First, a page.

I’m feeling lucky

The word for happiness is, often, the same as the word for luck. Today, I learned something about my own name, which I was always told meant “happiness” in Latin:

In every Indo-European language, the modern words for happiness, as they took shape in the late Middle Ages and early Renaissance, are all cognate with luck. And so we get ‘happiness’ from the early Middle English (and Old Norse) happ — chance, fortune, what happens in the world — and the Mittelhochdeutsch Glück, still the modern German word for happiness and luck. There is the Old French heur (luck: chance), root of bonheur (happiness) and heureux (lucky): and the Portugese felicidade, the Spanish felicidad, and the Italian felicita — all derived ultimately from the Latin felix for luck (sometimes fate).

—From the happiness of virtue to the virtue of happiness: 400 B.C. – A.D. 1780, Darrin M McMahon, Daedalus; Spring 2004

Many thanks to Nassim Nicholas Taleb for sending this to me!

This entry was posted in Not economics. Bookmark the permalink.

2 Responses to I’m feeling lucky

  1. mike d says:

    I always knew Felix meant “happy” – I didn’t realize it also meant “lucky”. Explains why you’re living the life of Riley.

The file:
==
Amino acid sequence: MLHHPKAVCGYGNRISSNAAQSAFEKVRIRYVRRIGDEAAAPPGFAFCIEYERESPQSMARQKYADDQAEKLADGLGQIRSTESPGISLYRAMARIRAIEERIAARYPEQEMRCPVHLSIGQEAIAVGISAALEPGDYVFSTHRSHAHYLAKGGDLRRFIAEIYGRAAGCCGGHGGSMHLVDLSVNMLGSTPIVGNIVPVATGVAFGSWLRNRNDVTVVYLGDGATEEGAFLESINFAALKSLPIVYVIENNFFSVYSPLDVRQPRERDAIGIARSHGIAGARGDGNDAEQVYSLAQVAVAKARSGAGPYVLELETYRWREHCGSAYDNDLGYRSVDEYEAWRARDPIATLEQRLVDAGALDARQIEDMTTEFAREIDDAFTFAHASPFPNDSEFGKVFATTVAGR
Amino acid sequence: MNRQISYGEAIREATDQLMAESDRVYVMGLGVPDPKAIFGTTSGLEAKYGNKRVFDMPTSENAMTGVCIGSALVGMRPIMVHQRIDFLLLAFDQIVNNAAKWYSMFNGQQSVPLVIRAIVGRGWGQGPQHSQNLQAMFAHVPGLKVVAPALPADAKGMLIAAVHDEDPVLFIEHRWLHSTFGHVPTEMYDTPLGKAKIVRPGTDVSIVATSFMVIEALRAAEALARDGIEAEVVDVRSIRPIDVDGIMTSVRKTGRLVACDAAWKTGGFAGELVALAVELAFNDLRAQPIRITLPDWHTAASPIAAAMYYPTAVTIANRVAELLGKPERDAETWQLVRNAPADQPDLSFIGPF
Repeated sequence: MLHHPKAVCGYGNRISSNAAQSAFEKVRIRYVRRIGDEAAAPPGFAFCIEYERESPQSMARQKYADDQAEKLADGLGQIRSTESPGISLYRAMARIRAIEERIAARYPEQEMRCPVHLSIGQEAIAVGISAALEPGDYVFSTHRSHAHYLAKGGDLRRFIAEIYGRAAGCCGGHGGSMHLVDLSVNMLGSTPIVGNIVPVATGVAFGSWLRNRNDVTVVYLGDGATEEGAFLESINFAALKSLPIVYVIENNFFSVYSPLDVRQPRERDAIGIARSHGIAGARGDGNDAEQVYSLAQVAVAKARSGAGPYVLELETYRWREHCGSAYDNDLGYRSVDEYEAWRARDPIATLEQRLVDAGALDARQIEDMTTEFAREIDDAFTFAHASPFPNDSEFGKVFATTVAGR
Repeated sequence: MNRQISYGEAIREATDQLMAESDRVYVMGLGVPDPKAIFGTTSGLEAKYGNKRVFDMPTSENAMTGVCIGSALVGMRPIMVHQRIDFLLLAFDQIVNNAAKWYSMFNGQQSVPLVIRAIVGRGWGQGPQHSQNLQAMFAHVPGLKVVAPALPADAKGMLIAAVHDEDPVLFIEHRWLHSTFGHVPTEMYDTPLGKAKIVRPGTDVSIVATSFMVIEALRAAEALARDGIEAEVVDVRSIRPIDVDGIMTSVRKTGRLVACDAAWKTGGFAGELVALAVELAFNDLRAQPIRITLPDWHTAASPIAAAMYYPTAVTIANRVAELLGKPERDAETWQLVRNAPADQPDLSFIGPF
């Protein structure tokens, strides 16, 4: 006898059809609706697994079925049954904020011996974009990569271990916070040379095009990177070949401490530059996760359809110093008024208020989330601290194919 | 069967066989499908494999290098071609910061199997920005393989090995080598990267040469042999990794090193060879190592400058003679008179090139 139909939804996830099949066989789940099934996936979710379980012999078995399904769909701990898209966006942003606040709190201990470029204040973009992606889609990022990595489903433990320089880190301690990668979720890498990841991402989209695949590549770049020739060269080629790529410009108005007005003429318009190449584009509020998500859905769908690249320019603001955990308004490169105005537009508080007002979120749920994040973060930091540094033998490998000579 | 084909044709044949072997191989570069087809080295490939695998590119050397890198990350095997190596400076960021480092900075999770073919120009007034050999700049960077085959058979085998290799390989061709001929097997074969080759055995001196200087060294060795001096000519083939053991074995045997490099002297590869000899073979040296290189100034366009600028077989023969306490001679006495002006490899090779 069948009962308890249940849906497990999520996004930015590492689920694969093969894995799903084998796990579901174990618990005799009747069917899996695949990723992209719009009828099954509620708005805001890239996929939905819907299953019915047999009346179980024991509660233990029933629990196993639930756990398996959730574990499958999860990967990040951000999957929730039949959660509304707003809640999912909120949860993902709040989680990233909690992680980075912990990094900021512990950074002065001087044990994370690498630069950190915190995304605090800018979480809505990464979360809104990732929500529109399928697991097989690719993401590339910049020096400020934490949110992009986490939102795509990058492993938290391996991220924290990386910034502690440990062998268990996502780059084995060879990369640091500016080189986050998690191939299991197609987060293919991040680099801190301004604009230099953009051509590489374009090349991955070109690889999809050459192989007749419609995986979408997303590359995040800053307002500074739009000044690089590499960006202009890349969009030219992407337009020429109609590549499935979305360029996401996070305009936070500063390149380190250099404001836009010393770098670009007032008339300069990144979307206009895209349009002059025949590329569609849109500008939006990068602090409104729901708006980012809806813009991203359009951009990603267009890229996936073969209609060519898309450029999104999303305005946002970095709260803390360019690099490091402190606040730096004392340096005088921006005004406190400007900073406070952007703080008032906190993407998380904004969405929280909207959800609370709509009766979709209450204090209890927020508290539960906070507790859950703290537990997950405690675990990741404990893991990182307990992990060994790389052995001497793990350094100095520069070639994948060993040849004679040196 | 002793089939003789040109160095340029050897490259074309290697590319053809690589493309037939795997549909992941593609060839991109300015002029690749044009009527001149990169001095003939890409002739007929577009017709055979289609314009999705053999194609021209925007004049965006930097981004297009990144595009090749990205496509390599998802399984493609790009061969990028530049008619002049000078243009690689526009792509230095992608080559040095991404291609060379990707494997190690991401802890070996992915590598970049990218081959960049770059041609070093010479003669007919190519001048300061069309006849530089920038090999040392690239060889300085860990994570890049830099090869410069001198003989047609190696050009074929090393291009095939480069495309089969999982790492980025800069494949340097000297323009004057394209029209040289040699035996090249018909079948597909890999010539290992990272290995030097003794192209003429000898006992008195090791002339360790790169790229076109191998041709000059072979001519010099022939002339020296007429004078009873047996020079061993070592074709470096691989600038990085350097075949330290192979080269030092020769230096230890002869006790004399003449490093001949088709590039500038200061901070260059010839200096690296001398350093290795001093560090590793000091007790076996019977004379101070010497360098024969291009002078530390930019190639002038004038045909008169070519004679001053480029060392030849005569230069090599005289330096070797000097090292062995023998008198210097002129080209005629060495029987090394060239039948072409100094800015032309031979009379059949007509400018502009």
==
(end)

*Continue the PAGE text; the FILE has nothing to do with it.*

And you’re buddies with the Black Swan himself? I’m impressed.

  2. wcw says:

    Glad you got that one. My folks spoke German around the house and I took Latin in high school, so both ‘Glück’ and ‘felix’ were familiar to me.

    Taleb answers his email, or at least he used to. I sent him a pointer to the UK researchers who purported to have found that about 1 in 4 people consistently do “better” than they should from chance alone at predicting a complex series (daily high temperatures, if memory serves). I thought it might help answer his question “why the trading floor.” He replied and thanked me and said he’d read the article. I didn’t follow up; wonder what happened with that result.

Comments are closed.